That was the greatest finish to a basketball game I have ever seen.
All right, now that I've begun my post with some utterly absurd hyperbole, let me attempt some reasoned analysis. But it's hard to overstate just how incredible senior guard Jeremy Lin's final shot was. With the Crimson down 1 to William & Mary and less than four seconds left in triple overtime, Lin rushed down the court past multiple Tribe defenders and, while being fouled from his left and falling down, heaved up a desperation three from thirty feet out. He had already missed far more makeable game-winners at the end of regulation and the first extra session. He had no business making such a shot. At best, he might have a chance to win it from the line, where he had been solid but inconsistent all night. But up the shot went, and the result was unreal.
Nothing but net. Harvard 87, William & Mary 85.
I fully intend to embellish the legend of The Heave (no one's claimed that, right?) as time passes. For instance, did you know Jeremy Lin was being attacked by a pack of wolves when he put up that shot? It's true. Also, the Harvard victory magically cured all suffering in the world for all time. That's how great this shot was. Or at least, it will be once I'm done telling the story.
But what about the rest of the game, you ask? Well, it's hard not to be bullish about this Crimson team, even if you haven't been driven temporarily insane by broadcasting this triple OT thriller like yours truly. In an effort to bring some semblance of organization to this shambles of a post, I have three main thoughts...
1. The depth of this Crimson team looks to be a huge asset. Tommy Amaker essentially runs his substitutions much like Ted Donato manages his lines for Harvard hockey, completely switching up units and willingly going entirely with reserves for long stretches. The Crimson look to be legitimately 11-deep, and that's not even counting senior guard Dan McGeary, who is on the comeback trail from an injury and looks to rejoin the team in December. Although the second unit lacks a singular impact player like Jeremy Lin, the overall drop-off in ability and execution is surprisingly small. I'd say that the starters for the Tribe were probably marginally better than Harvard's top five, but the fact that the Crimson starters were significantly more rested heading into the marathon extra session made a big difference.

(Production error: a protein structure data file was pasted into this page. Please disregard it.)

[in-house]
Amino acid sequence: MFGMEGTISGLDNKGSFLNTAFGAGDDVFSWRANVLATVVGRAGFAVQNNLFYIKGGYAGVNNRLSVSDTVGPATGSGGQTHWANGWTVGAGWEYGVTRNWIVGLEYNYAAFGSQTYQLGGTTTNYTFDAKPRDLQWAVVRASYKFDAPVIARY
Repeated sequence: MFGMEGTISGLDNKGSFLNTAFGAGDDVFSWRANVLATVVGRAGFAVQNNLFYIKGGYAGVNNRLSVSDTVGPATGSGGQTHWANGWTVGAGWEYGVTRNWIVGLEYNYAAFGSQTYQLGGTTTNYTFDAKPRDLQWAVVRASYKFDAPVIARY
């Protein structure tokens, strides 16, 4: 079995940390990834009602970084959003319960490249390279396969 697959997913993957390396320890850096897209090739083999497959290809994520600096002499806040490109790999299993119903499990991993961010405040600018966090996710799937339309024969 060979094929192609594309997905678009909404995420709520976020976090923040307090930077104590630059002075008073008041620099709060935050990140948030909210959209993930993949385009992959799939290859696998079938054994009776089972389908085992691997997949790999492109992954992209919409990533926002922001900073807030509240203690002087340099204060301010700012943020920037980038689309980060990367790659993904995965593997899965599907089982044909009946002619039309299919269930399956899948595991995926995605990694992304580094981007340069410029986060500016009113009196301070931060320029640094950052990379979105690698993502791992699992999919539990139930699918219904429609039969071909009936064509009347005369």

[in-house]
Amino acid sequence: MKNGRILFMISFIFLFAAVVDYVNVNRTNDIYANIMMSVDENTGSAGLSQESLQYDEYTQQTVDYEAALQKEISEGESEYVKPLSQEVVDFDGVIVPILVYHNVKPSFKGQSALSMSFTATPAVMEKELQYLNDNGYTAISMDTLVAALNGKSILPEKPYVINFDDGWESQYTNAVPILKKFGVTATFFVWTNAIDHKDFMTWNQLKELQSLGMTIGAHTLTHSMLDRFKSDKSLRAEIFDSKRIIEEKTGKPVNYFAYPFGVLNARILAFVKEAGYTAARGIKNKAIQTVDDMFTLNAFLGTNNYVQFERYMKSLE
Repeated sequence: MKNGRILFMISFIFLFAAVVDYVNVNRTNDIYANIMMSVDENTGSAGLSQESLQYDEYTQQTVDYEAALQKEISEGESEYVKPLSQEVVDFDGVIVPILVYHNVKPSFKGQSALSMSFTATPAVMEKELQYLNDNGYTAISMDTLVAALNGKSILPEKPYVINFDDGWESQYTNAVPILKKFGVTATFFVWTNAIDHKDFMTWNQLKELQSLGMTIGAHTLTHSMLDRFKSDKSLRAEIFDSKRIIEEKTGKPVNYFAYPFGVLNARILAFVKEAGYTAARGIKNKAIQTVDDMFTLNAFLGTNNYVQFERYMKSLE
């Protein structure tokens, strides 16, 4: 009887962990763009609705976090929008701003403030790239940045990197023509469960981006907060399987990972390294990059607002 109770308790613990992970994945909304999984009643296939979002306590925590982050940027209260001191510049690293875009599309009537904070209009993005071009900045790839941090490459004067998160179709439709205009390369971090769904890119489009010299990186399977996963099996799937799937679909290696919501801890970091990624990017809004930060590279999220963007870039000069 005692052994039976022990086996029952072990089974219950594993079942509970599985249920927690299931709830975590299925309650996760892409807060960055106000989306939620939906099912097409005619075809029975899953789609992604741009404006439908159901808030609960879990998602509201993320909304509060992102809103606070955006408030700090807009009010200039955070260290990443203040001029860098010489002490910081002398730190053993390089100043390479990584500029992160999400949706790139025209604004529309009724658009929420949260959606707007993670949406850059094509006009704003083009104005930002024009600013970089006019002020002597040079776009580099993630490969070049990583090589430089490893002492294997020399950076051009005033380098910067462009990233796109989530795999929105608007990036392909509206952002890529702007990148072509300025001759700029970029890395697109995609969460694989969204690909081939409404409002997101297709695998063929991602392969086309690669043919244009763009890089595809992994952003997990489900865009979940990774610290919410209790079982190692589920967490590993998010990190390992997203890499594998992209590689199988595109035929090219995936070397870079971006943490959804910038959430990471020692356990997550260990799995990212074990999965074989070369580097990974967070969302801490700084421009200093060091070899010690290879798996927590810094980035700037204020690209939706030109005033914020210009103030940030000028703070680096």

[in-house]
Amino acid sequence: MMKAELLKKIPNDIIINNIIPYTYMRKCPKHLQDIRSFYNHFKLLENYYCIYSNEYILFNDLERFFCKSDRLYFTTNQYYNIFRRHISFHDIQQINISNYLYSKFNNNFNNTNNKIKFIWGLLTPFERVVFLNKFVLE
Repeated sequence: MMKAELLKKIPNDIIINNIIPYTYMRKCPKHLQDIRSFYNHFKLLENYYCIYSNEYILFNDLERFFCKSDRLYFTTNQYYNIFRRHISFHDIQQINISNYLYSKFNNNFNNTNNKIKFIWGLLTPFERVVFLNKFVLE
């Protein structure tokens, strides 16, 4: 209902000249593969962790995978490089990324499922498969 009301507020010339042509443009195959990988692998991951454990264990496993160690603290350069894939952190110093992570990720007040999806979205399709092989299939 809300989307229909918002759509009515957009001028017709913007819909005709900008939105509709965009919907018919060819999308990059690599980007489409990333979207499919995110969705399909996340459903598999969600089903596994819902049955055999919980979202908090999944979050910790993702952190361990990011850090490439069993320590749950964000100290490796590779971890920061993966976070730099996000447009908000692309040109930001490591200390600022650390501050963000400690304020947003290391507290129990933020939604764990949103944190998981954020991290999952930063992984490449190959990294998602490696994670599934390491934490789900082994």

2. In senior Pat Magnarelli and sophomore Keith Wright, the Crimson have a potentially lethal inside presence. Magnarelli had a solid regulation, although Wright was relatively quiet and saw little action in the first forty minutes. However, both kicked their game up several notches in overtime, knocking in clutch baskets under the net, sinking their fair share of free throws, grabbing every available rebound, and unleashing some monster blocks. Perhaps the most impressive stat, however, was their number of fouls: only one for each of them. That's some remarkably clean defense for such physical players, and a good sign that these two are legitimate defensive stoppers.
3. Harvard led by eight at halftime and was able to push the lead to double digits on multiple occasions. William & Mary never led after the first few minutes until deep into double overtime. So why did the Crimson let the Tribe back into this game? It's hard to zero in on any major red flags, but there are some concerns. Harvard was somewhat streaky with its shooting, with sophomore point guard Oliver McNally hitting some big three's to extend their lead. Once those stopped falling, that opened the door for the Tribe. Harvard's offense did seem to lose some of its rhythm as William & Mary tightened up their defense, forcing Jeremy Lin to drive into the paint when no obvious lanes were open. They also committed their fair share of fouls, and the Tribe starters probably outplayed the Crimson reserves for the final stretch that erased their deficit.
All that said, I remain largely optimistic about this Crimson team. On paper, these two teams had about the same overall talent level, and the final score probably does reflect how evenly matched they were. The Crimson are going to need to improve on how they close out games - neither of Jeremy Lin's game-winning attempts at the end of regulation and the first overtime were particularly well-executed, for instance - and they probably can't hope to win every game in such heart-stopping fashion.
But if they do, I won't complain. Especially if I get to do the play-by-play again.